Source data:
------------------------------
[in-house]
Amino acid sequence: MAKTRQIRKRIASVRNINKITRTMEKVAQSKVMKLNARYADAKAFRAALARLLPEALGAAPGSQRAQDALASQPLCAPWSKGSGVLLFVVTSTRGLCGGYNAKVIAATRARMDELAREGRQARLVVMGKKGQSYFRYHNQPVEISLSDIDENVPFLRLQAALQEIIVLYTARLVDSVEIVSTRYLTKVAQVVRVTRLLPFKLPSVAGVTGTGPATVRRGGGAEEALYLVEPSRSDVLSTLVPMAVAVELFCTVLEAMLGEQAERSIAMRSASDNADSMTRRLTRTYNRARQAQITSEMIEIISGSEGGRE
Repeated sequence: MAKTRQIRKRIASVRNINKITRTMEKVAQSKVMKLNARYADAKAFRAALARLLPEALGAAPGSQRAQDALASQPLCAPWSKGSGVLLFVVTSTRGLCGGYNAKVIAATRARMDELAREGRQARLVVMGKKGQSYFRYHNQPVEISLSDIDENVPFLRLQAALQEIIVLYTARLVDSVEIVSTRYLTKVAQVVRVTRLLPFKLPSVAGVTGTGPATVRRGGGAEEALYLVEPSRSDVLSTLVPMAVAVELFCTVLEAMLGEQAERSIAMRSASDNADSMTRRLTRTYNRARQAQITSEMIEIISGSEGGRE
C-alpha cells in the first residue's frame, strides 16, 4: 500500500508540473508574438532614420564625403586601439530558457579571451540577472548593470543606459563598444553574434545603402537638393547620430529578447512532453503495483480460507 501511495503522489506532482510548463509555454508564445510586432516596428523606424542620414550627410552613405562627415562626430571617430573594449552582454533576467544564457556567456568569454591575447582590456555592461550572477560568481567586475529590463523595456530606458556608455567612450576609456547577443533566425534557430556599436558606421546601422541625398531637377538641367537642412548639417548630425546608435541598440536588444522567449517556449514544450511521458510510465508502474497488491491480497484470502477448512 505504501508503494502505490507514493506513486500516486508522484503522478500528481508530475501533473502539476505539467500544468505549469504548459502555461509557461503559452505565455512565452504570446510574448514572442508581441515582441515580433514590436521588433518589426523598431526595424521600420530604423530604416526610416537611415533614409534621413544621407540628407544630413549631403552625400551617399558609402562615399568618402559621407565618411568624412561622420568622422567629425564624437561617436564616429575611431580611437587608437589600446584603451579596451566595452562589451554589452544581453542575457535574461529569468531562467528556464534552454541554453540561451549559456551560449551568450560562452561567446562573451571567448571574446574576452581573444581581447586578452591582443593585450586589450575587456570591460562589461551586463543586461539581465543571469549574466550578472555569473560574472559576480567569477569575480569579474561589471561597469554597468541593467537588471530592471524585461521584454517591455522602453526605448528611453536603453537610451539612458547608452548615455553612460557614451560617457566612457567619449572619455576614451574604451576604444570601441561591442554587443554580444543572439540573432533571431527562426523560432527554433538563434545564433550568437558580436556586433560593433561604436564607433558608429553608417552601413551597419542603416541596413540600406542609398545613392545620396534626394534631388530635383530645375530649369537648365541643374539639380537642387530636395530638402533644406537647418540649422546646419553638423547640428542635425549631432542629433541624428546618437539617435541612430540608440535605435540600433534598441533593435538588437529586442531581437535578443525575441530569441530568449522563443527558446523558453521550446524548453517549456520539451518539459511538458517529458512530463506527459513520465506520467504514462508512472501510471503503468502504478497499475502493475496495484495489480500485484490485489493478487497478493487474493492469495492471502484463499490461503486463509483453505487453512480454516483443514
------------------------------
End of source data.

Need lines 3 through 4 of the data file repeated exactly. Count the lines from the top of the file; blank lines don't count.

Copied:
Repeated sequence: MAKTRQIRKRIASVRNINKITRTMEKVAQSKVMKLNARYADAKAFRAALARLLPEALGAAPGSQRAQDALASQPLCAPWSKGSGVLLFVVTSTRGLCGGYNAKVIAATRARMDELAREGRQARLVVMGKKGQSYFRYHNQPVEISLSDIDENVPFLRLQAALQEIIVLYTARLVDSVEIVSTRYLTKVAQVVRVTRLLPFKLPSVAGVTGTGPATVRRGGGAEEALYLVEPSRSDVLSTLVPMAVAVELFCTVLEAMLGEQAERSIAMRSASDNADSMTRRLTRTYNRARQAQITSEMIEIISGSEGGRE
C-alpha cells in the first residue's frame, strides 16, 4: 500500500508540473508574438532614420564625403586601439530558457579571451540577472548593470543606459563598444553574434545603402537638393547620430529578447512532453503495483480460507 501511495503522489506532482510548463509555454508564445510586432516596428523606424542620414550627410552613405562627415562626430571617430573594449552582454533576467544564457556567456568569454591575447582590456555592461550572477560568481567586475529590463523595456530606458556608455567612450576609456547577443533566425534557430556599436558606421546601422541625398531637377538641367537642412548639417548630425546608435541598440536588444522567449517556449514544450511521458510510465508502474497488491491480497484470502477448512 505504501508503494502505490507514493506513486500516486508522484503522478500528481508530475501533473502539476505539467500544468505549469504548459502555461509557461503559452505565455512565452504570446510574448514572442508581441515582441515580433514590436521588433518589426523598431526595424521600420530604423530604416526610416537611415533614409534621413544621407540628407544630413549631403552625400551617399558609402562615399568618402559621407565618411568624412561622420568622422567629425564624437561617436564616429575611431580611437587608437589600446584603451579596451566595452562589451554589452544581453542575457535574461529569468531562467528556464534552454541554453540561451549559456551560449551568450560562452561567446562573451571567448571574446574576452581573444581581447586578452591582443593585450586589450575587456570591460562589461551586463543586461539581465543571469549574466550578472555569473560574472559576480567569477569575480569579474561589471561597469554597468541593467537588471530592471524585461521584454517591455522602453526605448528611453536603453537610451539612458547608452548615455553612460557614451560617457566612457567619449572619455576614451574604451576604444570601441561591442554587443554580444543572439540573432533571431527562426523560432527554433538563434545564433550568437558580436556586433560593433561604436564607433558608429553608417552601413551597419542603416541596413540600406542609398545613392545620396534626394534631388530635383530645375530649369537648365541643374539639380537642387530636395530638402533644406537647418540649422546646419553638423547640428542635425549631432542629433541624428546618437539617435541612430540608440535605435540600433534598441533593435538588437529586442531581437535578443525575441530569441530568449522563443527558446523558453521550446524548453517549456520539451518539459511538458517529458512530463506527459513520465506520467504514462508512472501510471503503468502504478497499475502493475496495484495489480500485484490485489493478487497478493487474493492469495492471502484463499490461503486463509483453505487453512480454516483443514